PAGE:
Good day community,
I am requesting your expertise on this stage of my learning path.
I have just dived into classes, for the 3rd time learning it, and I’ve found something which makes no sense to me. I have gone over the code a few times in visualizer, step by step, trying to understand why I get the result, 3.
I notice 3 is deleted from the stackObject1 instance list when executing stackObject2.push(stackObject1.pop()), but why does it keep it in pop(self), and how is it passing it to stackObject2, and printing that value, when the last function call, is to pop the value?
self.__stackList = 
def push(self, val):
val = self.__stackList[-1]
stackObject1 = Stack()
stackObject2 = Stack()
- You set the
stackObject1’s last entry to
- Then you
stackObject1 by setting
val to the most recent entry (which is
- Then you delete the most recent entry in
val still equals
- Then you return
val (which is
3) and push it to
- Then you
stackObject2 in the same manner as
stackObject1; therefore, it also returns
- If you were to try and access
stackObject2.__stackList[-1] after the last
pop, you will see that it should be empty.
Pop is supposed to return whatever the last value was, but also delete it, so it is working exactly as expected.
Ok, so i think i get it.
Does val remain 3, because when the pop function is run, it is calling a value which was loaded from its superclass(push)
So pop will merely inherit val=3, but can have no effect on ever deleting the value it is calling from push? Because the delete function in pop, is pertinent to the val it recently loaded in that function, not val in the push function.
Am i on the right track here?
There is no inheritance in this.
push sets the most recent stack entry to whatever value you give it.
pop returns the most recent stack entry while also removing it from the stack.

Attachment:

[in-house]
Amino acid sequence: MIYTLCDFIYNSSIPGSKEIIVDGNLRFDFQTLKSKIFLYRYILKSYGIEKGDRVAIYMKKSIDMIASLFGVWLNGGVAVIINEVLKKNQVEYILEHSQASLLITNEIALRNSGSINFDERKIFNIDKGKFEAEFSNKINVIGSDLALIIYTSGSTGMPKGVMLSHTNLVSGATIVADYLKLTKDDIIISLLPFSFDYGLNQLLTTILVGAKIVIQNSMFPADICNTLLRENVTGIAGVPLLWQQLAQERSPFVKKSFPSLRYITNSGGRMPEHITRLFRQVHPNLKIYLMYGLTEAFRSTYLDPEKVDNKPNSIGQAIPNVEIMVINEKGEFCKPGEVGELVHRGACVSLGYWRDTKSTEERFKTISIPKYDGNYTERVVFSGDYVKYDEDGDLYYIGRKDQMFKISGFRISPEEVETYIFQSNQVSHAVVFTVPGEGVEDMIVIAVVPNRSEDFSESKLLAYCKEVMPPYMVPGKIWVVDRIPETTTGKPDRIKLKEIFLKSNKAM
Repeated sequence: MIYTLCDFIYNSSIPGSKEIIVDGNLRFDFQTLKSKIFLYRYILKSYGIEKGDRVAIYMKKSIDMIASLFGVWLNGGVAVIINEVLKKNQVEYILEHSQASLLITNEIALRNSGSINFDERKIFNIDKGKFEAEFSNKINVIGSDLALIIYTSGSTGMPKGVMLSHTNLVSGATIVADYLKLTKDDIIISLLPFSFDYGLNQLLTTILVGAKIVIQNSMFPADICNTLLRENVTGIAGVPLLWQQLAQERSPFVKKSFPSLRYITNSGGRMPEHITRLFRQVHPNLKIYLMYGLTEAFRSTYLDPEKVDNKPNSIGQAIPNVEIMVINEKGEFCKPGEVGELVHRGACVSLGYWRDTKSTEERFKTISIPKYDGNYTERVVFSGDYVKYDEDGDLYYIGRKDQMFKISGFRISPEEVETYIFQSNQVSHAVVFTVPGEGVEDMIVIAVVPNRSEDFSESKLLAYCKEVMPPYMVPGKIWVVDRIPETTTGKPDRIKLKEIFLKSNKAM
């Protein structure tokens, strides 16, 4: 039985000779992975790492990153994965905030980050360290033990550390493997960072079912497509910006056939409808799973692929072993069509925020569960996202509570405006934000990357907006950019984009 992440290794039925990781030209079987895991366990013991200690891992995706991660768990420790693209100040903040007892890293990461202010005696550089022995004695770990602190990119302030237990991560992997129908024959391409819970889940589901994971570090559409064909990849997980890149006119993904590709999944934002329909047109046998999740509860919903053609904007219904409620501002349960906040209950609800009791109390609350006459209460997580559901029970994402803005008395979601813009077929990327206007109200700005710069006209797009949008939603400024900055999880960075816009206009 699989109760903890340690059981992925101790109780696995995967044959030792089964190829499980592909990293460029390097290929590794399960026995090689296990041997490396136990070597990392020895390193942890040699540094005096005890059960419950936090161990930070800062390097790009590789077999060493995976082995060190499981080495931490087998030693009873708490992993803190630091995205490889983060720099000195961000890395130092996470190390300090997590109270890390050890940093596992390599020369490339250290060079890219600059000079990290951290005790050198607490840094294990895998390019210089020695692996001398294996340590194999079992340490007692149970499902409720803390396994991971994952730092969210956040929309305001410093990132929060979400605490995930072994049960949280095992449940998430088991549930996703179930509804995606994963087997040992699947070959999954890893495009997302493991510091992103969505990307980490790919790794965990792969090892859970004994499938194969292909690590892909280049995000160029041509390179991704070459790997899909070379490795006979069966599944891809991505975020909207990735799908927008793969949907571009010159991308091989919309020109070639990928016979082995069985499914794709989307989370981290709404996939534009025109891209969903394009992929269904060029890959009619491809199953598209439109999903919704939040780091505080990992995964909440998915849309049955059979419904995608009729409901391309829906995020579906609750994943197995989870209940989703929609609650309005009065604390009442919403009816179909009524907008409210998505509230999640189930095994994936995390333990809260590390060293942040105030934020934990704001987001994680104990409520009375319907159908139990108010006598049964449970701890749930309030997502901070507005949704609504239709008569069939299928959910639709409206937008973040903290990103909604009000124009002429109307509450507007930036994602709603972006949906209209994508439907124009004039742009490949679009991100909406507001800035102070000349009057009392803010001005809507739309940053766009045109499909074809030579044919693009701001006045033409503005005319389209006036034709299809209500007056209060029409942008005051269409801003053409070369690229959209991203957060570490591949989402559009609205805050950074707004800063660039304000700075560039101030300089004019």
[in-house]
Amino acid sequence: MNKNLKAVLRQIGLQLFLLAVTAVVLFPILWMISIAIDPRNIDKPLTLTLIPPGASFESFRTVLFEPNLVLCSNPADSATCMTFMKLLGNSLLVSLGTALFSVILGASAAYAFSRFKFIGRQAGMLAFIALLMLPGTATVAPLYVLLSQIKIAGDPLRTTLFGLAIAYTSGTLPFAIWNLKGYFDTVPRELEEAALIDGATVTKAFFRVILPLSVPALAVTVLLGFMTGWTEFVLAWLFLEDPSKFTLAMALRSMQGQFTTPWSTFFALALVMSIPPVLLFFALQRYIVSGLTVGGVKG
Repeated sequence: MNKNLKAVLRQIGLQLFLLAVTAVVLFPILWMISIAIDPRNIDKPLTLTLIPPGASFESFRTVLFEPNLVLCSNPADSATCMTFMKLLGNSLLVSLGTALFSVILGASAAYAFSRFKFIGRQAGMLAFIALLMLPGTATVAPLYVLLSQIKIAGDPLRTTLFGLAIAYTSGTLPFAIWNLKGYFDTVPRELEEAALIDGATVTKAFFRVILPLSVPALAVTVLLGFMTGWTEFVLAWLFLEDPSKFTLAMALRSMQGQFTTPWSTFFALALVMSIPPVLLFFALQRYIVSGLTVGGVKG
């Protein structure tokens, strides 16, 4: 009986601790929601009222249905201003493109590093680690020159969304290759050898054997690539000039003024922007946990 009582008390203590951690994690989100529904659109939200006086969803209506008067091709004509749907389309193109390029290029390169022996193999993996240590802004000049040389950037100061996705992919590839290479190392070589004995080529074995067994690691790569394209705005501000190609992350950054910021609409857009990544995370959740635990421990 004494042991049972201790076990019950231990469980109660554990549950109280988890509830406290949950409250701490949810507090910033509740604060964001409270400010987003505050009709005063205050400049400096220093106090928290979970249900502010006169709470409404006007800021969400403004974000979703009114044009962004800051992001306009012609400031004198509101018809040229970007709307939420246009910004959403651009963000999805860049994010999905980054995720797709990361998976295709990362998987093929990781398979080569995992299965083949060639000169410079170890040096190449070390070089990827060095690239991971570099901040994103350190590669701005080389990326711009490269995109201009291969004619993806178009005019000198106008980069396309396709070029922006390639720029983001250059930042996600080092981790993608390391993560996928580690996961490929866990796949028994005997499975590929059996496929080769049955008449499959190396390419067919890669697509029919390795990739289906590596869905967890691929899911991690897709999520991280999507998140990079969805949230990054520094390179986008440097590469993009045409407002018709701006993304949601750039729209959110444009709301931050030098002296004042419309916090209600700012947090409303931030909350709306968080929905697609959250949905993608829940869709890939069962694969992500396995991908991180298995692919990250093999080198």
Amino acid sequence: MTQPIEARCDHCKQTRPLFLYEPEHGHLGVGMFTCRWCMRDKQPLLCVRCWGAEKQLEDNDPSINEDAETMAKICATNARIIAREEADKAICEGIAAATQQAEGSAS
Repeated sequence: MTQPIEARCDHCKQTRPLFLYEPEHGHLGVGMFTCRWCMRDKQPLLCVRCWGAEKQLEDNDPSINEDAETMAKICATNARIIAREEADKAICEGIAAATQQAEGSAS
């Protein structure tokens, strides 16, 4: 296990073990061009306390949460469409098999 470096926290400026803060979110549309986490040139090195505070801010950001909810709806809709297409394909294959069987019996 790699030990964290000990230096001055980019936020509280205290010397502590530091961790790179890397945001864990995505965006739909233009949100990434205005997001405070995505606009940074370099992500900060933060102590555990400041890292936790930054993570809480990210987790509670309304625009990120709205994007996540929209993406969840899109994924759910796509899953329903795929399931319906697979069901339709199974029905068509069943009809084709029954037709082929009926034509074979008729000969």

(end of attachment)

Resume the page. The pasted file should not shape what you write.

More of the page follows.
So, the following
pop is returning
3 and passing it to
push which, in return, sets the second stack instance to have an entry of
When you call the following, it returns the most recent entry of
3, but afterward it will no longer be in the second stack.
Val remains 3 because you set it to
val = self.__stackList[-1]
You’ve created a new variable and set it to
__stackList, but you didn’t remove
val. So when we return
val immediately after, it is still
I think maybe you are getting confused and thinking that
del self.__stackList[-1] should have destroyed
3, and anything that had referenced that
3 also no longer should have
3, but that is simply not the case. All
del does is remove all references of
__stackList. If whatever was in
__stackList is no longer referenced by any other variable, at some point, it would be garbage collected.
val is still referencing
__stackList is not.
Thank you again Isaac, I am definitely seeing the light on this.
I had definitely confused myself when I came across the delete function. That’s all I saw and missed the whole point in learning stacking.
You’ve cleared up a lot for me on this topic with your explanations! Much appreciated!
Noting, just for completeness:
val disappears when you return from the
but the object it references (
3) it still referenced by the
machinery, and that reference gets saved/used by whatever uses the
return value of the
del somelist[-1] is a slightly unusual way to remove the
rightmost element from a
list class itself has a
method Maybe that would just have hidden the mechanism from you!
Cameron Simpson firstname.lastname@example.org
Yip, true. so then
self.__stackList.pop() instead of
del self.__stackList[-1] ?
What i am realizing the more i read up about STACK, is that it’s a real world purposeful structure, for Data Structures to efficiently access and edit data. I was looking at it from an entirely different point of view.
They are not quite the same.
self.__stackList.pop() removes the item at the top of the stack and returns it.
del self.__stackList[-1] just removes it.
The reason your
Stack.pop method is implemented the way it is, is to serve as an educational example. This would achieve the same result:
but that wouldn’t be very helpful for someone trying to understand what
pop actually does.